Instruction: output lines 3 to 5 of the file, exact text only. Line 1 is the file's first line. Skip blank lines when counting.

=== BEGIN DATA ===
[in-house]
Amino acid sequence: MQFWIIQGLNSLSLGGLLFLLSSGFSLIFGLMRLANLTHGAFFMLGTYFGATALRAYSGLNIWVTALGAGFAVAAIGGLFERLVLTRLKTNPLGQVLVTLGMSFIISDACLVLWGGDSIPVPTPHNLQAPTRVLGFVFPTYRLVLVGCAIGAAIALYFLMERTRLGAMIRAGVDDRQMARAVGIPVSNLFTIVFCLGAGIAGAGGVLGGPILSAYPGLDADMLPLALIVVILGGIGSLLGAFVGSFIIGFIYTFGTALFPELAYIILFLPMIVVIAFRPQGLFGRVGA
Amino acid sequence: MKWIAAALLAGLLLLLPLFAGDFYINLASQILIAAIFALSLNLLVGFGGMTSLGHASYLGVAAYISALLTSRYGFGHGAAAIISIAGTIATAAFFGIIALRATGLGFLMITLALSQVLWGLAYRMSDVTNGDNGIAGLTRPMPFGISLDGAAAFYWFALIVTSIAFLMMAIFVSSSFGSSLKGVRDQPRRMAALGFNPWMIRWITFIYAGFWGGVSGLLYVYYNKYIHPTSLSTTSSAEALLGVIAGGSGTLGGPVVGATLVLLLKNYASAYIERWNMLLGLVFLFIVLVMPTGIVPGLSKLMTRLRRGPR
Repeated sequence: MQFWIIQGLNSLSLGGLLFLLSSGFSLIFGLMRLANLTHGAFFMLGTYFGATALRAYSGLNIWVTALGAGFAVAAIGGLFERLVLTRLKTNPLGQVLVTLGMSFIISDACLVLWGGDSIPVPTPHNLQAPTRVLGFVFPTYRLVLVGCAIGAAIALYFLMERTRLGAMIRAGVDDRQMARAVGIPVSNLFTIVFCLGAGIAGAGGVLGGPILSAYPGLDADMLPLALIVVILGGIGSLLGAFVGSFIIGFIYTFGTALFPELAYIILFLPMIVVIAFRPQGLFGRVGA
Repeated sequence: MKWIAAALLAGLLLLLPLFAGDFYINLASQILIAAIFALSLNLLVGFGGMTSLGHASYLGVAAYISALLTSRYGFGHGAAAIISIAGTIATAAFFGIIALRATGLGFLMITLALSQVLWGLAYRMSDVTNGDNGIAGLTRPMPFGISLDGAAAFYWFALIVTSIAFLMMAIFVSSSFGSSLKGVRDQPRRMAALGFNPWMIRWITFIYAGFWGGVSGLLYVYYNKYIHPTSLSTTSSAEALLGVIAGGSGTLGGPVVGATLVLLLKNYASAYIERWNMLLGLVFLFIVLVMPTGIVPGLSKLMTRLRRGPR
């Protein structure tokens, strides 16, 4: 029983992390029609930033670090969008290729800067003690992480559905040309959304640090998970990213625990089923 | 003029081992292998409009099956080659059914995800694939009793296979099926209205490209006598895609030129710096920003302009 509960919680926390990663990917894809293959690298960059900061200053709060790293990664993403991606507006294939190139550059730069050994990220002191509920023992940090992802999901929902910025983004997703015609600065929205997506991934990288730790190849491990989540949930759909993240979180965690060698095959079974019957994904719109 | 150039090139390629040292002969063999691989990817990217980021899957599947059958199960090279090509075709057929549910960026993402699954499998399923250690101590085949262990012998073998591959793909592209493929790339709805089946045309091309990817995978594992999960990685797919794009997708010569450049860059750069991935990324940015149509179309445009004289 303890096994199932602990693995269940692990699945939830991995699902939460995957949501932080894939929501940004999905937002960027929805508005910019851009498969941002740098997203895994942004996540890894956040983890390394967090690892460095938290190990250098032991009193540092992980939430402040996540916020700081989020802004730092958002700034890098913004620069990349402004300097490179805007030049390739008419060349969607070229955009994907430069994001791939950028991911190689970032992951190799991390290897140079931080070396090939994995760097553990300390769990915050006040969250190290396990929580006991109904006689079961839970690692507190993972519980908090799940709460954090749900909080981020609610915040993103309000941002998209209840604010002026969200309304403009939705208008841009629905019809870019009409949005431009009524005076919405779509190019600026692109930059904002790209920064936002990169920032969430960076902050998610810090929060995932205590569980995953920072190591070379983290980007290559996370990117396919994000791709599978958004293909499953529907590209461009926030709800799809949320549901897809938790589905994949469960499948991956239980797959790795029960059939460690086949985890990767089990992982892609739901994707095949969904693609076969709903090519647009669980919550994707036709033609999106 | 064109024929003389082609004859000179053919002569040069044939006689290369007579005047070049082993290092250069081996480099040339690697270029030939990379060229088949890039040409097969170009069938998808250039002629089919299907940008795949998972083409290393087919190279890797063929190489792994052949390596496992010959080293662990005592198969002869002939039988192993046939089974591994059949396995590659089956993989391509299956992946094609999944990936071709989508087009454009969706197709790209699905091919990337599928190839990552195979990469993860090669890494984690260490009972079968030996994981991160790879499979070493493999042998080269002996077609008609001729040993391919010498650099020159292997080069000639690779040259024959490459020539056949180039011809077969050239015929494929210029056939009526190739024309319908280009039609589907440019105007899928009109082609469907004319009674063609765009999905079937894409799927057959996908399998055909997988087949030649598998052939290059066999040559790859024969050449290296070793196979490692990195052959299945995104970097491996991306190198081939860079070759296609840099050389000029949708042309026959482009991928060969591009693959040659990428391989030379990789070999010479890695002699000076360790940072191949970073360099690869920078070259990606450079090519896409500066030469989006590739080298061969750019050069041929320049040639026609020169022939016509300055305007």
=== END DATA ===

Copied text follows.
Amino acid sequence: MKWIAAALLAGLLLLLPLFAGDFYINLASQILIAAIFALSLNLLVGFGGMTSLGHASYLGVAAYISALLTSRYGFGHGAAAIISIAGTIATAAFFGIIALRATGLGFLMITLALSQVLWGLAYRMSDVTNGDNGIAGLTRPMPFGISLDGAAAFYWFALIVTSIAFLMMAIFVSSSFGSSLKGVRDQPRRMAALGFNPWMIRWITFIYAGFWGGVSGLLYVYYNKYIHPTSLSTTSSAEALLGVIAGGSGTLGGPVVGATLVLLLKNYASAYIERWNMLLGLVFLFIVLVMPTGIVPGLSKLMTRLRRGPR
Repeated sequence: MQFWIIQGLNSLSLGGLLFLLSSGFSLIFGLMRLANLTHGAFFMLGTYFGATALRAYSGLNIWVTALGAGFAVAAIGGLFERLVLTRLKTNPLGQVLVTLGMSFIISDACLVLWGGDSIPVPTPHNLQAPTRVLGFVFPTYRLVLVGCAIGAAIALYFLMERTRLGAMIRAGVDDRQMARAVGIPVSNLFTIVFCLGAGIAGAGGVLGGPILSAYPGLDADMLPLALIVVILGGIGSLLGAFVGSFIIGFIYTFGTALFPELAYIILFLPMIVVIAFRPQGLFGRVGA
Repeated sequence: MKWIAAALLAGLLLLLPLFAGDFYINLASQILIAAIFALSLNLLVGFGGMTSLGHASYLGVAAYISALLTSRYGFGHGAAAIISIAGTIATAAFFGIIALRATGLGFLMITLALSQVLWGLAYRMSDVTNGDNGIAGLTRPMPFGISLDGAAAFYWFALIVTSIAFLMMAIFVSSSFGSSLKGVRDQPRRMAALGFNPWMIRWITFIYAGFWGGVSGLLYVYYNKYIHPTSLSTTSSAEALLGVIAGGSGTLGGPVVGATLVLLLKNYASAYIERWNMLLGLVFLFIVLVMPTGIVPGLSKLMTRLRRGPR